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Human Tissue Act 2004


The Human Tissue Act 2004 (HT Act) came in to force on 1 September 2006.  The aim of the HT Act is to provide a legal framework regulating the storage and use of human tissue from the living and the removal, storage and use of tissue from the deceased. 

The Human Tissue Authority (HTA) is the governing body set up to regulate activities that come under the HT Act. The HTA have developed nine Codes of Practice, which provide guidance and lay down expected standards for each of the sectors regulated. A link to the HTA Codes of Practice can be found at the top right of this page. 

All human tissue considered relevant under the Act must beheld according to HTA Standards

For further information see the 'Information for Researchers' panel on the left of this page.


HTA Licences

The HTA issues licences to organisations that store and use human tissue for purposes such as research, patient treatment, post-mortem examination, teaching, and public exhibitions.

A Designated Individual (DI) is appointed to each licence and they are legally responsible for ensuring compliance with the conditions of the licence, with assistance from a number of Persons Designated (PD).  PDs act at a local level to support the DI to ensure that procedures and systems are in compliance with the HT Act and the terms of the University's HTA Licences. The Human Tissue Act Compliance Team, based in Governance and Compliance Division, ensures University-wide compliance with the HTA Licences and offers advice and training to researchers working with human tissue. Contact information for the DI, PDs and Human Tissue Act Compliance Team can be found at the top right of this page.


Research Licences

The University has one Hub and one Satellite HTA Research Licence (Licence number 12422) to cover tissue held for research or teaching purposes; the Hub covers tissue held by both Cardiff University and Cardiff and Vale University Health Board on the Heath Park site and the Satellite covers the Cathays Campus. A governance structure for each licence can be downloaded at the top right of this page. All research projects that involve human tissue at either of these locations will potentially be covered by one of the existing licences, subject to a satisfactory demonstration of compliance with HTA requirements. A copy of each of the licences can be downloaded from the top right of this page.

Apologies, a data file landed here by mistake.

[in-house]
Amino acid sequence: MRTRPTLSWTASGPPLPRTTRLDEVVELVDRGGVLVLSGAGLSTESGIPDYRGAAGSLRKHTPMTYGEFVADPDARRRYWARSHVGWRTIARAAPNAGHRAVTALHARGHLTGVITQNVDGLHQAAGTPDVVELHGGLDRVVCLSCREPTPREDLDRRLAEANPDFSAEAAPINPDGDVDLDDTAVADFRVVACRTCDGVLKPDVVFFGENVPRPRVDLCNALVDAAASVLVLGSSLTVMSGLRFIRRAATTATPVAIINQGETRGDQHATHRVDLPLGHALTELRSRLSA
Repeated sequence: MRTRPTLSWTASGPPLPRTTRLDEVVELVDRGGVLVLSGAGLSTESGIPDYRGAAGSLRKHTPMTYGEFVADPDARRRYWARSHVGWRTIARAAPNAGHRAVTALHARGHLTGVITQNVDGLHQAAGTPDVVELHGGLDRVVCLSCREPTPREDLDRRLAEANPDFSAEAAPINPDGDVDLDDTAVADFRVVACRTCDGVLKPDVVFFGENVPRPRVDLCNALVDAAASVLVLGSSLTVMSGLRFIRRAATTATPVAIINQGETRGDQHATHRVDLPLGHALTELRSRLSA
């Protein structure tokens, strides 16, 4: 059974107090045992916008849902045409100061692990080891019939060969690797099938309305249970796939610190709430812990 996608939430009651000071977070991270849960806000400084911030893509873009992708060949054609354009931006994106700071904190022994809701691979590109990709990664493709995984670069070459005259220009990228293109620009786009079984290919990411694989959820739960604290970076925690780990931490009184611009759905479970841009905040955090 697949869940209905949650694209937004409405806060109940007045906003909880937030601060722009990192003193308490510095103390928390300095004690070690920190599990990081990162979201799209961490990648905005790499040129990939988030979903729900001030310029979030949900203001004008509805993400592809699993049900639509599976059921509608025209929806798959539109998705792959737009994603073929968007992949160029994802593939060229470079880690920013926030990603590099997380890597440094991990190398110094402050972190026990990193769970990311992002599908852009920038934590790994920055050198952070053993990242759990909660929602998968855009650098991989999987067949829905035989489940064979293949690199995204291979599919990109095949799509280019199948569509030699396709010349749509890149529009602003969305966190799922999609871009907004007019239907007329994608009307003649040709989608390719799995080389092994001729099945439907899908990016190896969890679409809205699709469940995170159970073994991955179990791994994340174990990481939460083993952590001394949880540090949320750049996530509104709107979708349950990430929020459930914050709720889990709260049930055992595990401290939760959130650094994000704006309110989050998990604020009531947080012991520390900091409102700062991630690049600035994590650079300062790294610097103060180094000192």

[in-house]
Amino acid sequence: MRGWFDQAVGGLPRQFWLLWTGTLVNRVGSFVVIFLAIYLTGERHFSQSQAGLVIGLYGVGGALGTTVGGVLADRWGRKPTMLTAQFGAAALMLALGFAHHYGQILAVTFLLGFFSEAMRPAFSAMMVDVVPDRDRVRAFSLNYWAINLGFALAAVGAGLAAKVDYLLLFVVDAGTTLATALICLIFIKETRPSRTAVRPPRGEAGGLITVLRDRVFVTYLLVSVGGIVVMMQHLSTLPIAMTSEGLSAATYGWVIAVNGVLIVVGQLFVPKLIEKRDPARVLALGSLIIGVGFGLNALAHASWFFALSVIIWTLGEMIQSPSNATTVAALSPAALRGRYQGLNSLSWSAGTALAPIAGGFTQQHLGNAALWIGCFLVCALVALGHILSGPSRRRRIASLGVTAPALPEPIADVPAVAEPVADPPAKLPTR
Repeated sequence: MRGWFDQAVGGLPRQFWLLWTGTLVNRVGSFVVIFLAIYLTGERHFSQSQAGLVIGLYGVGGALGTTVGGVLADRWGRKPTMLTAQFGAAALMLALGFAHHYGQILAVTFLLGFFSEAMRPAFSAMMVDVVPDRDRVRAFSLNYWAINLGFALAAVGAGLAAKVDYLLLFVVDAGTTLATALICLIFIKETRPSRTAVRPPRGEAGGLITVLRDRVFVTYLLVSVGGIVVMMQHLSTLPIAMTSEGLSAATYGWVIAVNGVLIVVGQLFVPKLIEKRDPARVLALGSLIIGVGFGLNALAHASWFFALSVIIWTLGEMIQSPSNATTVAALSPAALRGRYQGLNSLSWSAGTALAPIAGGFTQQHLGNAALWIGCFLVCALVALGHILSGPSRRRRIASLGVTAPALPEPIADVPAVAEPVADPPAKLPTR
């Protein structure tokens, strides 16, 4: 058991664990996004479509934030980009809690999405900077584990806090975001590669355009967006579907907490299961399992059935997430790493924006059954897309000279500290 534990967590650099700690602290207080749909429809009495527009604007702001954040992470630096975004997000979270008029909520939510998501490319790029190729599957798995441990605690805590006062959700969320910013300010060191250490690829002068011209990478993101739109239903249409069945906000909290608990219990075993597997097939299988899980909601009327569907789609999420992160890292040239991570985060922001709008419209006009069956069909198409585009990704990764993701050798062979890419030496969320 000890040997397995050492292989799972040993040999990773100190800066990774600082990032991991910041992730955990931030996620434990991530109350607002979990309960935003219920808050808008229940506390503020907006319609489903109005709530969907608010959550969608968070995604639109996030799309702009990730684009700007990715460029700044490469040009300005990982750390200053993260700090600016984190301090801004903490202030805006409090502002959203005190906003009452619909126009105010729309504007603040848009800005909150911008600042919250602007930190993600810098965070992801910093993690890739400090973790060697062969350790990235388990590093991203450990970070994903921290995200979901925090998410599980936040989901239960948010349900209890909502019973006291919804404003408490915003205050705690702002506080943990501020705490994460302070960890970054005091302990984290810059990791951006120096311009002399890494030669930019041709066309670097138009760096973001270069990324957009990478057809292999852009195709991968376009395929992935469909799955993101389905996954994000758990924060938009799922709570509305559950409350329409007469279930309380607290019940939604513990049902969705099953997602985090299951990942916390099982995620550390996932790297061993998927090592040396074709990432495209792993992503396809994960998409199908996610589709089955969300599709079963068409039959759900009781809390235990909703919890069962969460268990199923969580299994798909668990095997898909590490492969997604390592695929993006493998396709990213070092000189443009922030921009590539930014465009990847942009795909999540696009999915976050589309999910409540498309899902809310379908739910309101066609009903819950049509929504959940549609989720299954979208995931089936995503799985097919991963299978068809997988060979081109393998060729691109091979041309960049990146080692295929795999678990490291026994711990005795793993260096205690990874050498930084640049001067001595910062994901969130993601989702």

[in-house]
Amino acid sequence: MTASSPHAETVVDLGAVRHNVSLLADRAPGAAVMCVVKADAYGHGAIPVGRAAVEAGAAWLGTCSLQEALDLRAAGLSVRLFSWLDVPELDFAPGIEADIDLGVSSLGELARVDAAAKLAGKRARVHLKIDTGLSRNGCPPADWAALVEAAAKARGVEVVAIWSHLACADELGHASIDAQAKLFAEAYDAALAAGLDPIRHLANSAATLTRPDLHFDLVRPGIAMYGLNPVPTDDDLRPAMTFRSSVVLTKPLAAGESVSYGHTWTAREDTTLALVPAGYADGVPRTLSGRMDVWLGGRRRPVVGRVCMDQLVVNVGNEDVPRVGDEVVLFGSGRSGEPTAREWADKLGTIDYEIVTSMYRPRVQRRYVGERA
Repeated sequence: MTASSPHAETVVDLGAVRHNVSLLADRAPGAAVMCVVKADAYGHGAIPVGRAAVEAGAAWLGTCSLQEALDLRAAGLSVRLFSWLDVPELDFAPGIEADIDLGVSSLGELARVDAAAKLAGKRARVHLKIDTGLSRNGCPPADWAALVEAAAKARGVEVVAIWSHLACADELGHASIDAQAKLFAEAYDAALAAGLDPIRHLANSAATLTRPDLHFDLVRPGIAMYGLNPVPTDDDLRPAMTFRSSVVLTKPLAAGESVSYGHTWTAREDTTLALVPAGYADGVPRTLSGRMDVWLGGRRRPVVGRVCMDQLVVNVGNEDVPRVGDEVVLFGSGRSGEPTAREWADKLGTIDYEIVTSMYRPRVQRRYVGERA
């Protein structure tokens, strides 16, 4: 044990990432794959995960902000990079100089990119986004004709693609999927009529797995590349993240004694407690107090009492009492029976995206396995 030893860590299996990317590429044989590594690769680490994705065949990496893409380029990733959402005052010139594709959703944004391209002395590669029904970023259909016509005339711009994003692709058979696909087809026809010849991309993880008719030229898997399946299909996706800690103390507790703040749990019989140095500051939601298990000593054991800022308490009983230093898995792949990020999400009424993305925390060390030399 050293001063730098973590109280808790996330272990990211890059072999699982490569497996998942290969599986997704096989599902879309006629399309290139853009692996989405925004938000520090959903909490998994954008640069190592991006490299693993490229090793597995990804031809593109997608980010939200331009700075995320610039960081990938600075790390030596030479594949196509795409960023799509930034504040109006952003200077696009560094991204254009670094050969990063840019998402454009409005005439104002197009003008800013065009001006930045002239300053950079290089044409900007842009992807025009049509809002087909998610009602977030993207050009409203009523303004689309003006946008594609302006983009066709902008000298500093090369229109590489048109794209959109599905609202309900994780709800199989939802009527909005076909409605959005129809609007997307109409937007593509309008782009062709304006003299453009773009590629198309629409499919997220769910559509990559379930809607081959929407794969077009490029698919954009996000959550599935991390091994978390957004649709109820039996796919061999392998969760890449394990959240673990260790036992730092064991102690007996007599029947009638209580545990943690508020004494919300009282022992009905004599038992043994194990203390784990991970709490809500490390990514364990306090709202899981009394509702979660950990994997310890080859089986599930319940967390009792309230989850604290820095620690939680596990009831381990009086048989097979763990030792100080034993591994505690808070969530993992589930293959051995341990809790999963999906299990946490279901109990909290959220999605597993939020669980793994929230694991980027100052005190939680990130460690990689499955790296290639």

Each licence authorises the storage of relevant material for the following scheduled purposes:

  • Determining the cause of death
  • Establishing after a person’s death the efficacy of any drug or other treatment administered to him
  • Obtaining scientific or medical information about a living or deceased person which may be relevant to any other person (including a future person)
  • Public display
  • Research in connection with disorders, or the functioning of the human body
  • Clinical audit
  • Education or training relating to human health
  • Performance assessment
  • Public health monitoring
  • Quality assurance


Other Licences

The University also holds an Anatomy Licence (Licence No. 12065) for which Dr Tracey Wilkinson is the Designated Individual and a Human Application Licence (Licence No. 22639) for which Professor Steve Dunnett is the Designated Individual.